Science Center Objects

Deep-sea corals are slow-growing marine organisms that live at water depths greater than light can penetrate. These corals are widely distributed on the outer continental shelves and slopes of U.S. margins and are considered especially vulnerable to damage by activities such as trawling given their slow regeneration time.

Extreme close-up view underwater, of delicate coral polyps that are opened like flowers.

A close-up of the Paramuricea polyps when open. Credit: Art Howard, NOAA-OER/BOEM/USGS

Leptogorgia chilensis, Stylaster californicus, and a painted greenling (Oxylebius pictus) at 42 meters depth on Farnsworth Bank.

Leptogorgia chilensisStylaster californicus, and a painted greenling (Oxylebius pictus) at 42 meters depth on Farnsworth Bank. Credit: NOAA Southwest Fisheries Science Center, Advanced Survey Technologies Group

In coordination with the USGS Ecosystems Mission Area, the CMHRP contributes a wide range of expertise and data to deep-sea coral studies in the United States. To protect fragile corals while also acquiring critical measurements, the CMHRP employs high-resolution sonar imaging techniques to determine the extent of hard seafloor patches where corals may grow and to map seafloor topography and sediment distribution to better understand deep-sea coral habitats. The CMHRP also maintains state-of-the-art instrumentation that measures important ocean properties such as temperature and salinity, and the flow of tiny particles, and shares these data, as well as other crucial information, with partners to enable an integrated approach to understanding deep-sea coral ecosystems and their health. In addition, the CMHRP uses molecular, stable isotope, and trace element techniques to understand the deep-sea ecology and to constrain ages and growth rates of deep-sea corals, fingerprint food sources, and evaluate quality and quantity of these food sources.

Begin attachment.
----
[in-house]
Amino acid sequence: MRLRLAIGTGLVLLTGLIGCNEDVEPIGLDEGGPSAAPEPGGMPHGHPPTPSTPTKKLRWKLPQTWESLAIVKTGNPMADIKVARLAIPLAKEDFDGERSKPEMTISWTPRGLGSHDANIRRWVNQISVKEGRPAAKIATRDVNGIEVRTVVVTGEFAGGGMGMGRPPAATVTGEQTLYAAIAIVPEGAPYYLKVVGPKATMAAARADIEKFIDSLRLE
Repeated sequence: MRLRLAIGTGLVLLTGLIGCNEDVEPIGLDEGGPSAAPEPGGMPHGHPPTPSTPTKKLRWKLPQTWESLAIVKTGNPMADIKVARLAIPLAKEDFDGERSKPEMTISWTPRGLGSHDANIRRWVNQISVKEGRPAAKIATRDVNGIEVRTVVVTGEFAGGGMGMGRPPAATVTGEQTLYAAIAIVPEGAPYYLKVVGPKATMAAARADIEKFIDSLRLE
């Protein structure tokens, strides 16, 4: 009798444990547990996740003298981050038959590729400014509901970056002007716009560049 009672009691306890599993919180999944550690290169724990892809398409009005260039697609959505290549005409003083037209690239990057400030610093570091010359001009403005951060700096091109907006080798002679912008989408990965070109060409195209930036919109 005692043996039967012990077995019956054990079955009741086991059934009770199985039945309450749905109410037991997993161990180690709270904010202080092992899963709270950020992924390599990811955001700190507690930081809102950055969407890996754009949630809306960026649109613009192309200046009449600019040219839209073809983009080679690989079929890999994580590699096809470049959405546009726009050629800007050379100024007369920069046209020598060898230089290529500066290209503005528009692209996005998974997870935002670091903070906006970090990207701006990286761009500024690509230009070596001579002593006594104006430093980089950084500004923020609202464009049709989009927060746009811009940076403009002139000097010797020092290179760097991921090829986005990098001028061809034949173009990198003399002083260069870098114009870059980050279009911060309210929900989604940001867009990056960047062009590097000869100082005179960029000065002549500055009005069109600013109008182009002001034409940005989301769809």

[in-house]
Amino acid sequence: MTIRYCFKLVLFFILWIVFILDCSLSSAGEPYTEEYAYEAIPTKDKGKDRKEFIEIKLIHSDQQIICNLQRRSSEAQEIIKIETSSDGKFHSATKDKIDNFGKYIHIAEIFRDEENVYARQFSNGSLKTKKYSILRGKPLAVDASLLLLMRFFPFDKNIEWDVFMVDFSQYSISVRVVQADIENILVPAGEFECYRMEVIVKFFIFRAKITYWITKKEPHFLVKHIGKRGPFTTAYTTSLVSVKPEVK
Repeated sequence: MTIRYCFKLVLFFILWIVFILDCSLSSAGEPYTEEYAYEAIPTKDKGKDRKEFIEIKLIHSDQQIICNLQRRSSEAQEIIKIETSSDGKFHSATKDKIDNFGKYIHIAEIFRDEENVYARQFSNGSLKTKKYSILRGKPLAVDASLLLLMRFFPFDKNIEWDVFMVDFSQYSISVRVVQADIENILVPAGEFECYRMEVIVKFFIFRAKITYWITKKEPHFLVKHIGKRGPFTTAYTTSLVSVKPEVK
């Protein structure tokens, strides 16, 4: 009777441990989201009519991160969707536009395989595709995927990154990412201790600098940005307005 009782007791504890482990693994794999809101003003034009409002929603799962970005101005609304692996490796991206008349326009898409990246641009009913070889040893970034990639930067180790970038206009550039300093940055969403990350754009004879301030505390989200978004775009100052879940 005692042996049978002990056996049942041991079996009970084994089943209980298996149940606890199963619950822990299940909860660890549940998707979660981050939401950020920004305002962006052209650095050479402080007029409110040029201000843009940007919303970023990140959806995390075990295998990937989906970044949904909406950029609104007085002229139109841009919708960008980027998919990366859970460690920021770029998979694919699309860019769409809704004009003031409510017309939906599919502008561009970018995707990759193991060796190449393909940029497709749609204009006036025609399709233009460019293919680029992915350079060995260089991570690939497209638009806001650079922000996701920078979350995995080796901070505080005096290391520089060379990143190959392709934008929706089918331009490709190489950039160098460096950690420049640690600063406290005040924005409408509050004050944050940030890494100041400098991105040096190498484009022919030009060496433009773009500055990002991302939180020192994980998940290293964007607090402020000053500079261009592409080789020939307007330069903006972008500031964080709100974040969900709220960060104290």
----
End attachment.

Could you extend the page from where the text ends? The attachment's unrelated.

The research conducted by the CMHRP and its partners at the Bureau of Ocean Energy Management, the National Oceanic and Atmospheric Administration, the U.S. Fish and Wildlife Service, and state and regional authorities provides the scientific knowledge required for informed decision-making and ecosystem management. For example, scientific discoveries by the CMHRP and its partners played a crucial role in the approval by the Mid-Atlantic Fishery Management Council to protect deep-sea corals from the impacts of trawling in 100,000 square kilometers (approximately 38,000 square miles) of ocean.